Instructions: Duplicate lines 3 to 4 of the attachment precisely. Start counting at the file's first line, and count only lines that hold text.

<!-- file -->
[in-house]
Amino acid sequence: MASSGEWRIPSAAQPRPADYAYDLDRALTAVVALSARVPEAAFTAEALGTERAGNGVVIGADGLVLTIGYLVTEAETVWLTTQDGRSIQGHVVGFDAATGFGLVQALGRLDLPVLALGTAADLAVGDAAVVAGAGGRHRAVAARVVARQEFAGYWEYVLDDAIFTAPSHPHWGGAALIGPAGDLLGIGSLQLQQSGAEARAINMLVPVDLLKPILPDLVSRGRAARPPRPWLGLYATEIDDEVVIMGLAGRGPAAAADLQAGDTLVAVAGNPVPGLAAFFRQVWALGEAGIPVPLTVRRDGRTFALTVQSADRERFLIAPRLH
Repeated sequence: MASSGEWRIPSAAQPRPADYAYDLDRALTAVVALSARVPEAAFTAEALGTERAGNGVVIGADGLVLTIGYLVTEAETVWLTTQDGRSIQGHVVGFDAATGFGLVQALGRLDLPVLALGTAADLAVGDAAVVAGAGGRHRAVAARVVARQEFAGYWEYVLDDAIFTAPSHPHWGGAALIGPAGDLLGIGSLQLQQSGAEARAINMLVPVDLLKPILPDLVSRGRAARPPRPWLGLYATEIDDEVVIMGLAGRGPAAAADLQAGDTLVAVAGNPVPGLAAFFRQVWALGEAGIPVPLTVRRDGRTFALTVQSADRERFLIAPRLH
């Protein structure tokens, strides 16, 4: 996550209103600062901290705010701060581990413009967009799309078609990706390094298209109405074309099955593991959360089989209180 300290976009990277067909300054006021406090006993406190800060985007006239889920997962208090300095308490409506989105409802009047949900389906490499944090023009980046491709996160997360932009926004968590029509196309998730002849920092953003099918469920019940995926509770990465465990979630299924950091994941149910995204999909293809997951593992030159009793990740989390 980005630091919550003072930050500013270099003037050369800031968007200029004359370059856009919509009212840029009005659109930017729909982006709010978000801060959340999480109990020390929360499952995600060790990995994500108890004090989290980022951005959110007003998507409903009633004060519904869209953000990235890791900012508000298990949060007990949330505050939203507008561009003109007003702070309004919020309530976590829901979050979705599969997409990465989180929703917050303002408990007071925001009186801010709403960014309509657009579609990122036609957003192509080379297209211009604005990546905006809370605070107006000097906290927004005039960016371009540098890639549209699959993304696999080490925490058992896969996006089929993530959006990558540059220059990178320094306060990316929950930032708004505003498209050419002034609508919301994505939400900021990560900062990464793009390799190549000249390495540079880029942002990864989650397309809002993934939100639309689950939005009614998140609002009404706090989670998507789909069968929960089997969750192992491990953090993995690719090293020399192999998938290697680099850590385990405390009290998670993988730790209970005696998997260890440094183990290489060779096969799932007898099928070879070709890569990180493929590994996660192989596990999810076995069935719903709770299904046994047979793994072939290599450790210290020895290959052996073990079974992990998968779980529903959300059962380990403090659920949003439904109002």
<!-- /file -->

Repeated sequence: MASSGEWRIPSAAQPRPADYAYDLDRALTAVVALSARVPEAAFTAEALGTERAGNGVVIGADGLVLTIGYLVTEAETVWLTTQDGRSIQGHVVGFDAATGFGLVQALGRLDLPVLALGTAADLAVGDAAVVAGAGGRHRAVAARVVARQEFAGYWEYVLDDAIFTAPSHPHWGGAALIGPAGDLLGIGSLQLQQSGAEARAINMLVPVDLLKPILPDLVSRGRAARPPRPWLGLYATEIDDEVVIMGLAGRGPAAAADLQAGDTLVAVAGNPVPGLAAFFRQVWALGEAGIPVPLTVRRDGRTFALTVQSADRERFLIAPRLH
């Protein structure tokens, strides 16, 4: 996550209103600062901290705010701060581990413009967009799309078609990706390094298209109405074309099955593991959360089989209180 300290976009990277067909300054006021406090006993406190800060985007006239889920997962208090300095308490409506989105409802009047949900389906490499944090023009980046491709996160997360932009926004968590029509196309998730002849920092953003099918469920019940995926509770990465465990979630299924950091994941149910995204999909293809997951593992030159009793990740989390 980005630091919550003072930050500013270099003037050369800031968007200029004359370059856009919509009212840029009005659109930017729909982006709010978000801060959340999480109990020390929360499952995600060790990995994500108890004090989290980022951005959110007003998507409903009633004060519904869209953000990235890791900012508000298990949060007990949330505050939203507008561009003109007003702070309004919020309530976590829901979050979705599969997409990465989180929703917050303002408990007071925001009186801010709403960014309509657009579609990122036609957003192509080379297209211009604005990546905006809370605070107006000097906290927004005039960016371009540098890639549209699959993304696999080490925490058992896969996006089929993530959006990558540059220059990178320094306060990316929950930032708004505003498209050419002034609508919301994505939400900021990560900062990464793009390799190549000249390495540079880029942002990864989650397309809002993934939100639309689950939005009614998140609002009404706090989670998507789909069968929960089997969750192992491990953090993995690719090293020399192999998938290697680099850590385990405390009290998670993988730790209970005696998997260890440094183990290489060779096969799932007898099928070879070709890569990180493929590994996660192989596990999810076995069935719903709770299904046994047979793994072939290599450790210290020895290959052996073990079974992990998968779980529903959300059962380990403090659920949003439904109002």